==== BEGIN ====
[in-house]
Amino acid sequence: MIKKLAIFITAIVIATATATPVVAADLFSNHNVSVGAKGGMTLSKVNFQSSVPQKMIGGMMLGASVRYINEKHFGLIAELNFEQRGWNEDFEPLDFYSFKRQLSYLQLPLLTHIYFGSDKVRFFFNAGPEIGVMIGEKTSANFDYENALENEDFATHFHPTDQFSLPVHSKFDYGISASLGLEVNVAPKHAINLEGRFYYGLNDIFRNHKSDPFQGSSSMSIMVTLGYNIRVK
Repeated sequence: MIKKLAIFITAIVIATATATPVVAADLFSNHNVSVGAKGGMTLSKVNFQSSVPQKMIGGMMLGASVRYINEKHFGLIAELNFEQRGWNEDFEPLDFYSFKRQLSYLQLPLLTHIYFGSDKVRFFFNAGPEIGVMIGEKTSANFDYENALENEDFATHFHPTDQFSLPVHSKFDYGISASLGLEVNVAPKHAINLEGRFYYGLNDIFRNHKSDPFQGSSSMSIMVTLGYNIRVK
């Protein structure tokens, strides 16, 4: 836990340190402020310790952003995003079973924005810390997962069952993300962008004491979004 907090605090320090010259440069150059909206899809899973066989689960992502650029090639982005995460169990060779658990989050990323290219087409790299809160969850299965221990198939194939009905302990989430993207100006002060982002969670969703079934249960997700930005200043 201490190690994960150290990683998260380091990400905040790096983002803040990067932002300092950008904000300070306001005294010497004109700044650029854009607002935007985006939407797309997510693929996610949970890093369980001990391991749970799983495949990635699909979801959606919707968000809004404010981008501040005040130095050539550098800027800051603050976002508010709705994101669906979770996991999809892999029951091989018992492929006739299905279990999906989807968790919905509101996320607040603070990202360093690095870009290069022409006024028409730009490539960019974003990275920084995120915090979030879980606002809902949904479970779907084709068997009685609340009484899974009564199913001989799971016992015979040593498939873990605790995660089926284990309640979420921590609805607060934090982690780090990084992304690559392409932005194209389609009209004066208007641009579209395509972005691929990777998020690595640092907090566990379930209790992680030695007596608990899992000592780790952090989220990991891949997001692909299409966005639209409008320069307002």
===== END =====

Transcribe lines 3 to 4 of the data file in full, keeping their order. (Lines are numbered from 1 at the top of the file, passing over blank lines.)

Repeated sequence: MIKKLAIFITAIVIATATATPVVAADLFSNHNVSVGAKGGMTLSKVNFQSSVPQKMIGGMMLGASVRYINEKHFGLIAELNFEQRGWNEDFEPLDFYSFKRQLSYLQLPLLTHIYFGSDKVRFFFNAGPEIGVMIGEKTSANFDYENALENEDFATHFHPTDQFSLPVHSKFDYGISASLGLEVNVAPKHAINLEGRFYYGLNDIFRNHKSDPFQGSSSMSIMVTLGYNIRVK
């Protein structure tokens, strides 16, 4: 836990340190402020310790952003995003079973924005810390997962069952993300962008004491979004 907090605090320090010259440069150059909206899809899973066989689960992502650029090639982005995460169990060779658990989050990323290219087409790299809160969850299965221990198939194939009905302990989430993207100006002060982002969670969703079934249960997700930005200043 201490190690994960150290990683998260380091990400905040790096983002803040990067932002300092950008904000300070306001005294010497004109700044650029854009607002935007985006939407797309997510693929996610949970890093369980001990391991749970799983495949990635699909979801959606919707968000809004404010981008501040005040130095050539550098800027800051603050976002508010709705994101669906979770996991999809892999029951091989018992492929006739299905279990999906989807968790919905509101996320607040603070990202360093690095870009290069022409006024028409730009490539960019974003990275920084995120915090979030879980606002809902949904479970779907084709068997009685609340009484899974009564199913001989799971016992015979040593498939873990605790995660089926284990309640979420921590609805607060934090982690780090990084992304690559392409932005194209389609009209004066208007641009579209395509972005691929990777998020690595640092907090566990379930209790992680030695007596608990899992000592780790952090989220990991891949997001692909299409966005639209409008320069307002």